From ancient times women have dominated human imagination. Characters like Cleopatra, Antigone, Lady Macbeth, Phedre, Cressida, Rosalind, Desdemona, Anna Karenina, Emma Bovary and Madame de Guermantes are indispensable characters of fiction but debarred from real life because they lack money and a room of their own.

Since facts are hard to come by, she imagines what would have happened if Shakespeare had a wonderful gifted sister whom she calls Judith. While Shakespeare was perusing knowledge, learning Latin, read Ovid, Virgil and Horace, his extraordinary sister remained at home. Perhaps she scribbled some pages up in an apple loft on the sly but was careful to hide or to set fire to them, because nobody would bother read what a woman had written. Later, before she was out of her teens, she was betrothed to the son of a neighbouring wool—stapler. She cried out and refused and was severely beaten by her father. She had to accept this fate so it wouldn’t bring shame upon her family.

Just like Shakespeare, her genius was for fiction, so she left in pursuit of a life she would be proud of. She is pushed around and ignored just because she was a woman who knew how to write. She was just an intruder on the rights of men. The theatre rejected her, the publishing companies laughed in her face. Later she cout some sort of illness and died alone while roaming the streets of London.

This is more or less how a story like hers would run, so Woolf accepts that during that time women had no chance to write Shakespeare’s plays. For a genius like Shakespeare’s is not born among labouring, uneducated, servile people. It is not born in England among Saxons and the Britons. It is not born today among the working class. How could it have been born among women were ignored and shunned aside?

So she concludes that during that time a woman poet, with Shakespeare’s talent, would end up alone, alienated or in a psychiatric ward.

Flows of early feminists

One of the first feminists that ever wrote some sort of poetry was Anne Finch, but Woolf wasn’t pleased with her ether. She found her writing to be lacking character. Her poems were fouled by fear and hatred, and showed traces of disturbance.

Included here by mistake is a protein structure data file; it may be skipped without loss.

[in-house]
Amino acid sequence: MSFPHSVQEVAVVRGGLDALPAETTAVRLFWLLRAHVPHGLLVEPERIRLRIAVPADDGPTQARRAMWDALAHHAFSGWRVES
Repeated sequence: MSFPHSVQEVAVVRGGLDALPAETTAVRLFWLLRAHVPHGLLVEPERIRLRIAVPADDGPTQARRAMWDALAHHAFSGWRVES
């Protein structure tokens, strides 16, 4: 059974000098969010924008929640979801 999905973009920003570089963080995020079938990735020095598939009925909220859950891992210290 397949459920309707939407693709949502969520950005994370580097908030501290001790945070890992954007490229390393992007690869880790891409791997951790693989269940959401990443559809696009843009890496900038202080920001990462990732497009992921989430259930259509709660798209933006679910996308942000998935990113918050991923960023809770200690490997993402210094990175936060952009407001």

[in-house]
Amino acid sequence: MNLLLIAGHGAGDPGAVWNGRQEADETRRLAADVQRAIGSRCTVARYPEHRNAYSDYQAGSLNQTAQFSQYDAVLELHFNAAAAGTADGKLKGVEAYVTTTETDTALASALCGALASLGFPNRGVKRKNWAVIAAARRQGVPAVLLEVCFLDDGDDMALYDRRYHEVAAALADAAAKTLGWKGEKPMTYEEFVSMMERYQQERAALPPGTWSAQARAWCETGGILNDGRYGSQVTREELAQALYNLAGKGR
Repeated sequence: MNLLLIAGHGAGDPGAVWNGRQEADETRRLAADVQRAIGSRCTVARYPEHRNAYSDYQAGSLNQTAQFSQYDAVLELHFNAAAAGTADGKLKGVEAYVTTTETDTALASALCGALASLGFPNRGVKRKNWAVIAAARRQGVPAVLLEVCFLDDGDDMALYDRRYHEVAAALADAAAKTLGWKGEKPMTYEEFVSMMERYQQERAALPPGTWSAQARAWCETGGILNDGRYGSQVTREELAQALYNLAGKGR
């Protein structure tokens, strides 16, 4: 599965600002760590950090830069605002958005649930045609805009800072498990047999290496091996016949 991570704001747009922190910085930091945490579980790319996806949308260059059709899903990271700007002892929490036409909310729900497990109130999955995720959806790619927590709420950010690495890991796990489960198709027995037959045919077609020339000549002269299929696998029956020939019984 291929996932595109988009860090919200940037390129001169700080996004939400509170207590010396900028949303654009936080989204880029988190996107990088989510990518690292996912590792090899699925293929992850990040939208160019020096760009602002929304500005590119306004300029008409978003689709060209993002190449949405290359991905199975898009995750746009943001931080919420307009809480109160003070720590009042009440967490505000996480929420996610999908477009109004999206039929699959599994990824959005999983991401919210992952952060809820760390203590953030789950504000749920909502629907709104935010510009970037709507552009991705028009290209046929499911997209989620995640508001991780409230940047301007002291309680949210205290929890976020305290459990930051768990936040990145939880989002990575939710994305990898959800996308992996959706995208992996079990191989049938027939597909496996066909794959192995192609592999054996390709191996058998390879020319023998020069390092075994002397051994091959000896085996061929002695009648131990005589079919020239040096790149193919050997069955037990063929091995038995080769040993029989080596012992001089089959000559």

How we have fallen! fallen by mistaken rules,

And education’s more than Nature’s fools;

Debarred from all improvements of the mind,

And to be dull, expected and designed;

And if someone would sore above the rest ,

With warmer fancy, and ambition pressed,

So strong the opposing still appears

The hope to thrive can ne’er outweigh the fears


Woolf thought that if Lady Winchelsea had freed her mind from hate and fear, the fire was hot within her.


Alas! a woman that attempts the pen,

Such a presumptuous creature is esteemed,

The fault by no virtue be redeemed.

They tell us we mistake our sex and way;

Good breeding, fashion, dancing, dressing, paly,

Are the accomplishments we should desire?

To write, or read, or think, or to enquire,

Would cloud our beauty and exhaust our time

And interrupt the conquest of our prime.


Same goes for the English philosopher Margaret Cavendish. She claimed that it is pity to waste all that talent on senseless resentments.

Same also goes for Charlotte Brontë, George Eliot whom ether were too angry or too scared to treat literature as a self-sufficient.

It was only Aphra Behn that totally freed her mind and motivated young girls to go to their parents and say “You need not give me an allowance, I can make money by my pen”.

The tradition got passed on by Jane Austen and so on women liberated themselves by writing without dictation of gender.

Poets are androgynous

When it came to poetry she didn’t see gender. She claimed that poets are androgynous. In poets mind two genders co—exist.

She claimed that a mind that is purely masculine cannot create, any more than a mind that is purely feminine. It is pity to kill or ignore the other part because it is that part that helps the writer see world as a whole. A singled gendered poet lacks suggestive power. And when the writing lacks suggestive power, however hard it hits the surface of the mind it cannot penetrate within. She adopted the phrase Man-womanly and woman-manly when it came to literature.

For masterpieces are not single and solitary births, they are outcome of many years of thinking in common, of thinking by the body of the people so that the experience of the mass is behind a single voice.

Written by Rrona Jaka







By Rrona JAKA